I am constantly telling my congregations to “Think outside the box.” Yes, I know it’s now become a cliche, nevertheless, it is very true.
I am beginning to realize how much the process of crafting, whether knitting, pottery, painting, fiber arts, or whatever, is a wonderful way to school ourselves in thinking outside the box.
Whatever our medium, it provides us with a forum for experimentation with tangible things, that cannot help but spill over into the realm of thought and concept.
Last night I began a pair of socks for John. A couple of weeks ago I received an order of yarn from Knit Picks.
It’s their Essential Sock Yarn made of 75% merino and 25% nylon. These are three of their clearance colors at a really good price.
I wanted to try this yarn out because they also sell it in white yarn ready for dyeing. Of course, you have to know that once I get more proficient in dyeing fabric I HAVE to move on to fibers.
Anyway, after much indecision I settled on Ann Budd’s Undulating Rib Socks in Favorite Socks. The yarn I have looks a little like the model in the book, and I thought it would be an interesting pattern, but not too feminine for John.
After a couple of hours which included going out especially to get the needle sizes recommended, and knitting 3 different guage swatches, I ended up using smaller needles than specified, which, of course, I already had.
I quickly and neatly knitted through the top ribbing and started into the pattern. I must have spent an hour and a half messing about with it, trying to figure it out. The pattern is printed on a chart, which normally would not be a problem for me. But the first line starts out like this:
No stitch, (k1,p1,k1) all in same st, purl, no stitch, (sl 1 kwise, k2tog, psso), no stitch, purl.
Now, even with the tiny needles (no. 2) and fine fingering weight yarn, I was able to figure out how to do the increases and decreases that define the pattern. But I just could NOT figure out the “no stitch” instruction.
In frustration, I finally put it aside and picked up my Optic Waves Shawl. Nice, safe and comforting knitting by now.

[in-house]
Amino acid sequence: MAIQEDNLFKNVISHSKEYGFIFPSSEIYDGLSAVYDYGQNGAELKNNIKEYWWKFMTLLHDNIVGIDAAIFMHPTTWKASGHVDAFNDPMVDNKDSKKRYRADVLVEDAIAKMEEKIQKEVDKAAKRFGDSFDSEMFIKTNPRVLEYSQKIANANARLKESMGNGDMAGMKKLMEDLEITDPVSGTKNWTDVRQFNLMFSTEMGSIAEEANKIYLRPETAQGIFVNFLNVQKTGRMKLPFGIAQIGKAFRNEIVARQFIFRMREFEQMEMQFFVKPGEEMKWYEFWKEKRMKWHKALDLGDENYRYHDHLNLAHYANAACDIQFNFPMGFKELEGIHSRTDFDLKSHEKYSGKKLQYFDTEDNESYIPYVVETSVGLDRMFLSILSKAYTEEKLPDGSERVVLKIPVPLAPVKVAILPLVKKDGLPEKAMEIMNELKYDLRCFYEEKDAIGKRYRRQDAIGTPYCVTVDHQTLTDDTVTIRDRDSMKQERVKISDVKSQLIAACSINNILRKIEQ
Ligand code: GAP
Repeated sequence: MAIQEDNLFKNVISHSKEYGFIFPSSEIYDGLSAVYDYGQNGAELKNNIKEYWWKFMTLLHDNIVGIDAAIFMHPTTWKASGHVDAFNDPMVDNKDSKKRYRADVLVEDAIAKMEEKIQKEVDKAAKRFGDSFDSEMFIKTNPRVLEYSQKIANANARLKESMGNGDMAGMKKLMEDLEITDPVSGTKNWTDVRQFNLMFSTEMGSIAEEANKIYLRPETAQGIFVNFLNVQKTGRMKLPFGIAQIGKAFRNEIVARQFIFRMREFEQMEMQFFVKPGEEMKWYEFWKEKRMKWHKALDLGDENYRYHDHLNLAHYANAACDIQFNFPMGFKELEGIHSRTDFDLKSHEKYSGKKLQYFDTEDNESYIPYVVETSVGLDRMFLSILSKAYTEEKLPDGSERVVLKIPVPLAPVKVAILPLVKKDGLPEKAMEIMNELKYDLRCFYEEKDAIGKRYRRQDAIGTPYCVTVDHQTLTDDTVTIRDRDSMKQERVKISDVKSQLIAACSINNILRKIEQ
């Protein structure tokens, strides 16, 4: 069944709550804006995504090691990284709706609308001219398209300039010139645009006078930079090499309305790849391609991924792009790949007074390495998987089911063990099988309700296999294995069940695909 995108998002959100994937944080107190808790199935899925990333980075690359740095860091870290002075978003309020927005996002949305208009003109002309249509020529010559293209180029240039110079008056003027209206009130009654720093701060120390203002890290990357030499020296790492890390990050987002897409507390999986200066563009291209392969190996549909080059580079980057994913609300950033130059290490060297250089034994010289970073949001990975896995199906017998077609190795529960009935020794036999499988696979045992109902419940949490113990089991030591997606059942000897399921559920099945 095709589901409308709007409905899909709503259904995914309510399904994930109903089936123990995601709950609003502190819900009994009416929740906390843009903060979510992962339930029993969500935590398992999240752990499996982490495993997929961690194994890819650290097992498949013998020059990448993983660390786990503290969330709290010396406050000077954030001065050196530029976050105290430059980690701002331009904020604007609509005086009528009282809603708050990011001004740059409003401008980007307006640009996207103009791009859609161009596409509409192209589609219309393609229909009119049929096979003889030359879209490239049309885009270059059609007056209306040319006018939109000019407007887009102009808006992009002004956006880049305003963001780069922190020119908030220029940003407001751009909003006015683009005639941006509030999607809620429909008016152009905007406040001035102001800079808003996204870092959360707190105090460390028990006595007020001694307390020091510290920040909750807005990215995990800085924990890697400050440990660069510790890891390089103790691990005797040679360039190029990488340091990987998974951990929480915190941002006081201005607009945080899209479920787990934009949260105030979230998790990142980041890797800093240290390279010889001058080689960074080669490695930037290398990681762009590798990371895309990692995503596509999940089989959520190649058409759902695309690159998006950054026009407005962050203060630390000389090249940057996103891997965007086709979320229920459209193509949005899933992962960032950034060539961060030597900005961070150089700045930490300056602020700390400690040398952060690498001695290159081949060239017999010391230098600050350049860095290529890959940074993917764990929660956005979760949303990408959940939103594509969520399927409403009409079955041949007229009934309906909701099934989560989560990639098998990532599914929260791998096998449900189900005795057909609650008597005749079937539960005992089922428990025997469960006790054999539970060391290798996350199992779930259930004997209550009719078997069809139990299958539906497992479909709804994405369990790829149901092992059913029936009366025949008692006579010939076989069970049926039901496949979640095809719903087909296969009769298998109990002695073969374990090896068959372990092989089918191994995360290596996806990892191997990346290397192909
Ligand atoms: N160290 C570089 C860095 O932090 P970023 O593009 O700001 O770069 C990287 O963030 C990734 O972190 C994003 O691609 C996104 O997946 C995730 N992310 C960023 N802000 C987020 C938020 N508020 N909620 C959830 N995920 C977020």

But my mind would not let go of the “no stitch.” It’s just not possible. How can you not knit a stitch when the next row clearly calls for a stitch in that place? And why on earth would anyone put “no stitch” in a knitting pattern?
Duh! After a while of easy knitting and meditating on a problem that my mind could see only one way, it became clear. Those clever increases (k1,p1,k1) in the same stitch, and decreases (sl 1 kwise, k2tog, psso) accounted for the “no stitch.” I must admit I felt pretty stupid once I figured it out.
But isn’t that the way it always is when we allow ourselves to think outside the box and come up with a perfectly obvious solution we could not work out before?
That’s once of the reasons I like the classes that Susan Sorrell teaches. In each one I’ve taken, she’s stretched my mind and hands to work outside the box with simple things as diverse as doodles and shaving cream.
After spreading shaving cream in a rimmed baking sheet, I dripped on pearl white, indigo, ultramarine, and sky blue fabric paint. Then I dragged a skewer through the layers horizontally, vertically, and at angles with long squiggles.
Now I’ll wait for them to dry and then I’ll press them so the paint will set into the fabric and paper. Pretty cool.
It’s an “outside the box” way of marbling, which is normally a much more complicated process. And it’s lots of fun, too.